New Orleans Issues Stop-Work Order On New Jail

NEW ORLEANS (AP) — New Orleans Mayor Mitch Landrieu's administration issued a stop-work order Wednesday on a nearly finished $145 million city jail that has been hailed by the local sheriff as the answer to horrendous conditions at the current lockup — infamous for rampant violence and inmate deaths.

         A City Hall news release said the jail hasn't been built to house all types of inmates, including those with medical and mental health needs. The city says accommodating such prisoners was a requirement of permits issued by the City Council.

         "When construction of the jail was debated and decided back in 2010 and 2011, the Sheriff was required to build a prison that addresses the needs of all populations as conditions for approval, including those with medical and mental health needs; the current jail facility is not equipped to do that," Jared Munster, director of the city's permit department, said in a news release issued by Landrieu's office.

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         The city ordered a halt to further construction until the sheriff can verify that he has properly addressed the problem. The problem has also been aired in federal court, where U.S. District Judge Lance Africk is overseeing implementation of an order for numerous reforms at the jail complex.

         Landrieu's office also said it was seeking a state district court order that Sheriff Marlin Gusman, who runs the jail, meet the city's requirements.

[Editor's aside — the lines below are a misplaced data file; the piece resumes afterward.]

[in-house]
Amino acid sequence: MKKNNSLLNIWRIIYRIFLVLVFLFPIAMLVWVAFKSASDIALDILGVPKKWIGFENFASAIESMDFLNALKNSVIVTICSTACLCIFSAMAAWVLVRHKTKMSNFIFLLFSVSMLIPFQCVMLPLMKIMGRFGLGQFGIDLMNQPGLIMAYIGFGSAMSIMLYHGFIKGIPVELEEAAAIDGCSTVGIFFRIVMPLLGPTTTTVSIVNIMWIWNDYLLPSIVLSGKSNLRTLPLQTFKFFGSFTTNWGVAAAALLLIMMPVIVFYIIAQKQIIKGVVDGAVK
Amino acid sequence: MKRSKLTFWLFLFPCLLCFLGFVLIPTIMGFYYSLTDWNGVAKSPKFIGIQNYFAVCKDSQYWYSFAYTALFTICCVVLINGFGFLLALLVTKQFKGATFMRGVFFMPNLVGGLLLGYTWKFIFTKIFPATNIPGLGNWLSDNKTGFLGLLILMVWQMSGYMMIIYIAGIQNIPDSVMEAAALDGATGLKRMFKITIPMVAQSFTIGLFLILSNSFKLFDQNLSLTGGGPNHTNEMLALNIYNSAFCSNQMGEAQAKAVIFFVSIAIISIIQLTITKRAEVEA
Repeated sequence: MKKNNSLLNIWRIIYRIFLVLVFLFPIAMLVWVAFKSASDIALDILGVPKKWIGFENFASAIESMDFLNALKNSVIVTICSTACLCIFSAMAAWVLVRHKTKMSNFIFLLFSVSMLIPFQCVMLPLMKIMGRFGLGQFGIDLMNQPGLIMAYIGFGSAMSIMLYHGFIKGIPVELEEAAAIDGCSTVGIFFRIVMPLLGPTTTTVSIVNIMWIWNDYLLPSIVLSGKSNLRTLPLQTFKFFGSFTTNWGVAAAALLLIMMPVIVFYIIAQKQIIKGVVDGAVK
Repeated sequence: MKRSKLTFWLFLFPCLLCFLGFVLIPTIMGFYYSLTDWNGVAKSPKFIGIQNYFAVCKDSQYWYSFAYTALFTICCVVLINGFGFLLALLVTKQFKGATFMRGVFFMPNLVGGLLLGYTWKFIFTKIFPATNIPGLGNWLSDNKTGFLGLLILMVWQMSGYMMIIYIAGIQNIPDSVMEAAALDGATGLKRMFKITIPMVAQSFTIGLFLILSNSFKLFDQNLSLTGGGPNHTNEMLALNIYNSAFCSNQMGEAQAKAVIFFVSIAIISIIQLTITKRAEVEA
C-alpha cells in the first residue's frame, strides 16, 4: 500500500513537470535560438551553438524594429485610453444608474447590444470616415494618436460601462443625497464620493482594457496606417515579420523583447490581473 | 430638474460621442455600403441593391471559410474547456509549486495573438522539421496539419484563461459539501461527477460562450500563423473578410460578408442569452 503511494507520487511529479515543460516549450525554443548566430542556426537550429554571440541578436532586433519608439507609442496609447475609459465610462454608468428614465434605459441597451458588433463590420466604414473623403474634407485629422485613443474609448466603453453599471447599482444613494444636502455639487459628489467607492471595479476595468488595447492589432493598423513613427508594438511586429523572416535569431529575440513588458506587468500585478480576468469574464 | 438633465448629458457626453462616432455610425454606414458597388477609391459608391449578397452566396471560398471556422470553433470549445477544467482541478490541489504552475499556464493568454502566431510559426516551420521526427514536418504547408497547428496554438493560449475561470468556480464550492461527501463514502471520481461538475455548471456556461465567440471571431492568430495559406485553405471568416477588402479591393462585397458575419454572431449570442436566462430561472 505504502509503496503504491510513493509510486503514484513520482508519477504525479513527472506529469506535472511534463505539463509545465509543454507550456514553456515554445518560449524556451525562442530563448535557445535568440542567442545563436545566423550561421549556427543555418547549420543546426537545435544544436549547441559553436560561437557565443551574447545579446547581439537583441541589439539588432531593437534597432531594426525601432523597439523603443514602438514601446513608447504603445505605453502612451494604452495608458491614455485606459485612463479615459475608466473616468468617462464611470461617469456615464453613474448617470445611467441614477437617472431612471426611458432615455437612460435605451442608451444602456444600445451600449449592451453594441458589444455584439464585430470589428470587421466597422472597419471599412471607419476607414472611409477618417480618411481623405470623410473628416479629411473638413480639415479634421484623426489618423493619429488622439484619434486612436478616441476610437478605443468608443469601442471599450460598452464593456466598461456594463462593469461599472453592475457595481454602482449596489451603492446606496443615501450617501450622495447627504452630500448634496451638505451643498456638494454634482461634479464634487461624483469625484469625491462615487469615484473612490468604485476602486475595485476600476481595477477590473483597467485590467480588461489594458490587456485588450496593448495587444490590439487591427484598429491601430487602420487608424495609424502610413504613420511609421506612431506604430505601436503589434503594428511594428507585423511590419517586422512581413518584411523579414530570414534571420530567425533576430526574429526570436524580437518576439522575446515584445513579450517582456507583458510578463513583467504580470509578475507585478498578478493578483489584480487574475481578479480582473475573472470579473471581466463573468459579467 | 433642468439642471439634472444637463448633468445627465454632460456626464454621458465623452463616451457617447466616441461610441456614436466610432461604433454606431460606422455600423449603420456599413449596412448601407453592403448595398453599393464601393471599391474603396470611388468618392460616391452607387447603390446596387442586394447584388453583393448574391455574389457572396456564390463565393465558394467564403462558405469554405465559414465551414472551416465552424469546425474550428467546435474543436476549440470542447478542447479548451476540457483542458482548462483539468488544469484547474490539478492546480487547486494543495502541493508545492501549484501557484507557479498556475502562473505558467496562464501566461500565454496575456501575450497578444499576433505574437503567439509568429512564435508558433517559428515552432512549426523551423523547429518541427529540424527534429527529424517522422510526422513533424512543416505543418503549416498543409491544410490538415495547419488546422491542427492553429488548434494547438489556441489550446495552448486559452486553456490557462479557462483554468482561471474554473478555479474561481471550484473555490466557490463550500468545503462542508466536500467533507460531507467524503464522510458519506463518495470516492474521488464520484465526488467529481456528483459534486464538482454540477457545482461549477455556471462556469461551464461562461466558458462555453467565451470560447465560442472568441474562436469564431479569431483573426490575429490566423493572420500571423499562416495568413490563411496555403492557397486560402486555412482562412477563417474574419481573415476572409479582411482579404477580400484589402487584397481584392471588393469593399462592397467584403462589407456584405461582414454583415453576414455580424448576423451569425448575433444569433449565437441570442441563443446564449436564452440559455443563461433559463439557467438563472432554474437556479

Landrieu has been highly critical of Gusman's management of the jail. Gusman has criticized the city for failing to provide adequate funding.

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         "Today's actions by the City of New Orleans is a political stunt to divert more than $50 million in FEMA funds it received to replace Katrina damaged jail buildings," the sheriff said in a statement late Wednesday. "Instead, it spent portions of that money on other, non-jail related projects. … This latest ploy will result in unnecessary costs and delay the completion of construction of inmate housing."

         Gusman said the city's move was also an attempt to deflect the public's attention from its crime problem.

         "Playing political games with the number of inmates is not what has the public concerned: it is the soaring crime and murder problem in New Orleans," he wrote.

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         A lawsuit by inmates and the U.S. Justice Department resulted in a reform agreement with Gusman, which Africk approved in 2013. The agreement, known as a consent decree, calls for Gusman to provide adequate medical and mental health care for inmates while overhauling policies on use of force and rape prevention, among other reforms.

         Court approval followed the 2013 discovery of an inmate-made video showing blatant drug use, drinking and the brandishing of a loaded gun in a section of the jail complex that had been closed by the time the video became public.

         Implementation of the agreement has been slow-going, marked at times by court fights between Gusman and Landrieu's administration over funding for the jail.

         A report last August by independent monitor Susan McCampbell said inmates and staff at the lockup "continue to face grave harm." The dangers were evident again in March after authorities reported that an unattended inmate apparently strangled himself with a telephone cord.

         Opening of the new jail building has been postponed numerous times, in part because of the failure to provide facilities to keep mentally ill and young prisoners out of the general population.

         "Building a constitutional jail that can accommodate the current inmate population and special care population paves the path to improving public safety. However, in order for a constitutional jail to be built, all parties must be willing to work together towards this goal," Gusman's statement said.

         – by AP Reporter Kevin McGill




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